Masimba Hwati is interested in the memory and energy of traditional objects and the space they occupy in the urban world. His work explores the transformation and evolvement of Indigenous knowledge systems. Masimba says, “I’m looking at how these systems co-exist with current paradigms .The idea of “Harmonic incongruence” and juxtaposition of esoteric cultural elements with Modern mainstream symbolism is an underpinning factor in this thought process. The Institution of Ubuntu is a universal moral and ethical code that transcends geography and cultures; it is quantum thinking expressed in human relations. It is the essential link of man to Divinity. In my work this idea is explored through my personal and cultural lens and is connected to a larger universal context”. The dialogue contained in his work questions the “thinking” behind today’s modern thought and explores the altruistic possibilities that exists in non-material cultures. His Urban totems series questions whether technology’s pixilating of our Ubuntu/Unhu has enhanced or distorted our humanity.
Gareth Nyandoro was born in Bikita Masvingo in 1982. Gareth trained at Masvingo Polytechnic, Harare Polytechnic and Chinhoyi University of Technology. Street life and the human interaction that accompanies it are recurring themes in Gareth Nyandoro’s work. Around the world, markets are public places where vendors have a chat and present their wares in the most attractive way possible. In Harare, Zimbabwe this is done on a piece of cloth on the sidewalk, so vendors can quickly grab their things as soon as the police arrive to arrest them for trading illegally. Gareth has exhibited widely both in Zimbabwe, Africa and abroad. He has had more than 5 residencies and is currently on a residency at the Rijksakademie van Beeldende Kunsten in the Netherlands.
Gareth Nyandorocombines images of vendors with found materials which he processes by employing idiosyncratic variations on traditional craft techniques. He weaves with paper. Nyandoro produces prints not by using an engraved copper plate, but by cutting directly into the paper, sponging ink onto it and finally removing the top layer of paper with tape so the ink is only left behind in the cuts. A technique he calls “KUCHEKACHEKA”. He attempts to simulate the market environment by combining two-dimensional collages with three-dimensional objects. The fragile, ephemeral quality of his work references the temporary nature of the marketplace. Gareth’s installations bring the two – dimensional and three – dimensional components together through drawing, props, and objects to create works reflecting his research in relation to space, narrative, or storytelling, and materials as they are altered and transferred. In Venice, he will work with these diverse aspects of his practice to create two distinct rooms, with common themes unifying and resonating in the entire space with the other artists, relating to the present condition of Zimbabwean identity. His Mushika Shika Yevanhu installations examine in minute detail whether the new age transitional marketplace and associated identities of the touts, vendors and audience have a lasting impact on our humanity, history and culture; whether they define who we are as a people.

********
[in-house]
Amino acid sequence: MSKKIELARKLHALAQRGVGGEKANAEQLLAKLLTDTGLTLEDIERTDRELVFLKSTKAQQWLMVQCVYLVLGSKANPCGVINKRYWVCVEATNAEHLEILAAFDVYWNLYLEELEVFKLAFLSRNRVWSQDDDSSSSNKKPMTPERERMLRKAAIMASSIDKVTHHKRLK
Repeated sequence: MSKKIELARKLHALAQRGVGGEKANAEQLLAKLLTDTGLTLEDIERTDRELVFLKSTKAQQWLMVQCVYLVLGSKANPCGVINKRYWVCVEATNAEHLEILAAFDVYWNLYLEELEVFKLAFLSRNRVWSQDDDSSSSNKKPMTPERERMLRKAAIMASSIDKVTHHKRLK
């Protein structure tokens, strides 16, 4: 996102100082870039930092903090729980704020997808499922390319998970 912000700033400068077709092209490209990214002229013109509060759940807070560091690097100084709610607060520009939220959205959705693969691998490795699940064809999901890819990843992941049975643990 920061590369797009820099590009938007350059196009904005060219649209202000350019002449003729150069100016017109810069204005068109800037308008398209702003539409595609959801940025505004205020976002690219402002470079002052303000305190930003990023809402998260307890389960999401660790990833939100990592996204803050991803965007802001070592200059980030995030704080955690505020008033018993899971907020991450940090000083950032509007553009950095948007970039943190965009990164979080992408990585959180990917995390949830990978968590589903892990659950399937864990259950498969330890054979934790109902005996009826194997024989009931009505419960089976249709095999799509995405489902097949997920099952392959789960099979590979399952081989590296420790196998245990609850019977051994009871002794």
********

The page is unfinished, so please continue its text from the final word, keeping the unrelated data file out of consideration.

Comissioner Doreen Sibanda
Doreen Sibanda has been working in the visual arts sector in Zimbabwe for more than thirty years. She began her career in 1981 as the Education Officer at the National Gallery of Zimbabwe, where she was appointed to set up an Education Department for the institution. A critical thinker and a proponent of the role of education in art, Sibanda has been an influential figure in the newly independent Zimbabwe. Her various formal and informal platforms include working as an art critic, private gallery owner, newspaper columnist, published author, artist and curator. Career highlights include being invited to curate the Zimbabwe Pavilion at the first Johannesburg Biennale and participating in numerous exhibitions in Zimbabwe, Mozambique, Germany, the Czech Republic, South Korea, Russia and Mali.
Sibanda has been the Executive Director of the National Gallery of Zimbabwe since 2004. She has navigated the institution through its most difficult times, managing through her positive outlook to maintain a vibrant exhibition program with more than twenty shows each year. She is the author of Zimbabwe Stone Sculpture: A Retrospective 1957 – 2004 and co – author of The National Gallery of Zimbabwe: Celebrating 50 Years, 1957 – 2007. She was the Commissioner of the first and second Zimbabwe Pavilions in Venice at the Venice Biennale in 2011 and 2013. She has contributed an essay to a book on local photographer Calvin Dondo, published by Africalia in 2013.